QCon London 2020: Three trends in machine learning & data stream

The QCon conference in London was a good opportunity to see in which direction the machine learning and data world is moving.

Author: Valentin Trifonov

This year again, ipt attended the QCon conference in London. Machine Learning (ML) and Streaming Data were also represented at this large, industry-oriented software engineering and architecture conference - even with their own tracks. A good opportunity to see in which direction the ML and data world is moving.

ML-as-a-Service

With the growing cloud offering, ML is now easier than ever to use.

The large cloud providers offer services for well-researched standard cases, such as recommendation systems, speech recognition, image recognition or sentiment analysis. These services are only one API call away - so they can be used without the need for own models, data science knowledge and infrastructure for training and operation. This relieves the developers of work. Especially in combination with Serverless, prototypes can be set up very quickly with such technologies.

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Figure 1: Implementation and operation of machine learning models (here a Convolutional Neural Network for image recognition) can quickly cause a lot of work - managed services take care of that for us. Source:ch.mathworks.com

But this approach does not solve all our problems. After all, the same characteristics can also be a disadvantage: A tailor-made model, developed on the basis of our own data and with the help of domain knowledge, can achieve a higher degree of accuracy.

Machine Learning at the Edge

Edge computing is computing that takes place «close» to the end user instead of centralized in the cloud. This is a particularly relevant term for IoT technologies. IoT devices that process data on site offer a higher quality of service. The calculations are independent of the availability of the network and other services in the backend in the cloud. In addition, latency times can be greatly reduced. In the meantime, however, data protection and security have also moved into the limelight and thus strong arguments for independence from the cloud.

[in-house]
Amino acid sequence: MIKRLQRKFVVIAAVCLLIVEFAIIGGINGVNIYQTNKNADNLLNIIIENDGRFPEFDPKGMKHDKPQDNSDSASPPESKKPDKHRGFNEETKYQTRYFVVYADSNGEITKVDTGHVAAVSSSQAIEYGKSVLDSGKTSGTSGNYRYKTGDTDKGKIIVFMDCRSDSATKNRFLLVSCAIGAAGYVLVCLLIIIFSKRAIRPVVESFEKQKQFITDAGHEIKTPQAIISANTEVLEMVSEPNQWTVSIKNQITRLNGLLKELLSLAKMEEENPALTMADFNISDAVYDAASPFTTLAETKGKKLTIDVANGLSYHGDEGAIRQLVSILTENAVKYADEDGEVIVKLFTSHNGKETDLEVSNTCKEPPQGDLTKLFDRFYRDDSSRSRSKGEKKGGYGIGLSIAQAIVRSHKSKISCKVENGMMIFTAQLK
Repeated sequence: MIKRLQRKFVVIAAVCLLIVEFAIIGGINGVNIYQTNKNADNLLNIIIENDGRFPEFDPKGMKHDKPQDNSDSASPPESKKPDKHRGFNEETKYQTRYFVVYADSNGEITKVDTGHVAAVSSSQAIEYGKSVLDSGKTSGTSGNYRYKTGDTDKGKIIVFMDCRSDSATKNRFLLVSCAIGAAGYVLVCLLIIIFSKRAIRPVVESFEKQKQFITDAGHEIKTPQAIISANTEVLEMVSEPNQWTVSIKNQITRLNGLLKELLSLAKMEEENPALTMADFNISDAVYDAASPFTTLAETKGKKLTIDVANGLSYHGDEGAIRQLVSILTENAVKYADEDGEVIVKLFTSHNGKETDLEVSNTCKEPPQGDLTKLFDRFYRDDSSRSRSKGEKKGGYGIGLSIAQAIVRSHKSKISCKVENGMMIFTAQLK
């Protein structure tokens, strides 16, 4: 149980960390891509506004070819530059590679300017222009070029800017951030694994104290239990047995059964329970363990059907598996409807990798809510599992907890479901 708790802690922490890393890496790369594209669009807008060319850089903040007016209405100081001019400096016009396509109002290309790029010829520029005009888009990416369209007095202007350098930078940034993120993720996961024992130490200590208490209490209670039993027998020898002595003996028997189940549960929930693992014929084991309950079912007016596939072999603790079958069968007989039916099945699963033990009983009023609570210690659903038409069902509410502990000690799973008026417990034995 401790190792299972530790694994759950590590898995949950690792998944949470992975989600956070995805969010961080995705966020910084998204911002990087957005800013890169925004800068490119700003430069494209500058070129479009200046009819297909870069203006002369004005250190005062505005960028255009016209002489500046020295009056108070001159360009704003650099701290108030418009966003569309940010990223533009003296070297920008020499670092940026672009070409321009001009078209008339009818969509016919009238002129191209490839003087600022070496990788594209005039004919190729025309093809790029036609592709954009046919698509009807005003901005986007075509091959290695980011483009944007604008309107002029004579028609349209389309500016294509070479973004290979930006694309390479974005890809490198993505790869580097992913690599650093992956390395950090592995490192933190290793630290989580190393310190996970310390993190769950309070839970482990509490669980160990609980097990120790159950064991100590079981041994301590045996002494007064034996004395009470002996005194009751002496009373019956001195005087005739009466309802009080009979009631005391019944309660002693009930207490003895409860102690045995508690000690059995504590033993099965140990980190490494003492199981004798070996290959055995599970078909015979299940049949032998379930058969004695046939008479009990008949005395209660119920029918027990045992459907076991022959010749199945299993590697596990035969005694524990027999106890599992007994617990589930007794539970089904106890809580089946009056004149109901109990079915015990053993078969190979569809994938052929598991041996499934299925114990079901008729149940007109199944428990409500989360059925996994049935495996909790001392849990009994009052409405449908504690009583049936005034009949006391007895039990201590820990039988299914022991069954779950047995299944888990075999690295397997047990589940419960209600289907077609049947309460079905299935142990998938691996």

Machine Learning is a particularly good candidate for edge computing. Training models requires a lot of computing power. Inferencing, on the other hand, i.e. making predictions with an existing model, is much less computationally intensive and can in many cases be transferred to the «edge». It is predicted that this approach will become more widespread in the future. The market for corresponding hardware is growing. The motto is:

«Take the data. Act on the data. Throw the data away.»
Alasdair Allan The Internet of Things might have less Internet than we thought? | Medium
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Figure 2: Various machine learning accelerator hardware, including from Google, Intel and NVIDIA. Source: medium.com/@aallan

Gartner made a similar prediction in the Hype Cycle last fall. Could this mean that in the future the cloud will lose relevance for machine learning?

State of Data Engineering

Machine learning is only as good as the quality of the data. To prepare data in real time, one turns to streaming data technologies - such as Kafka, Spark, or Flink. These platforms are highly available, scalable and fast, but also very complex. Also this year we see that there are still many data engineering challenges to be solved:

 

  • Multi-Tenancy Hell: As the number of jobs on a cluster grows, the risk that a faulty job will tear down the entire cluster or block resources for others increases. Pioneers like Lyft tell us how they cleverly solve the problem by using a separate cluster for each job instead. To keep the operating expenses from going through the roof, a Kubernet Operator automatically provision and manage the clusters.
  • Resource allocation: Which job requires how much computing power? Resource consumption can fluctuate greatly, for example when historical data is read in to start a job.
  • The old and the new world unite: Streaming data does not replace batch processing. Instead, both architectures complement each other. Data is often archived or processed in batches, not only for technical reasons. In case of errors, calculations must be repeatable at any time in the future. Both architectures must therefore coexist - also known as Lambda architecture.

 

Interesting developments in this area include autoscaling (for example Google Cloud Dataflow), or a common abstraction for batch and streaming (for example Apache Beam).

Future

Where are Machine Learning and Streaming Data heading now, into the cloud or away from the cloud? This depends strongly on the use case. It is certainly possible that we will continue to see trends in both directions in the future. We are curious to see how these topics develop with maturing tooling.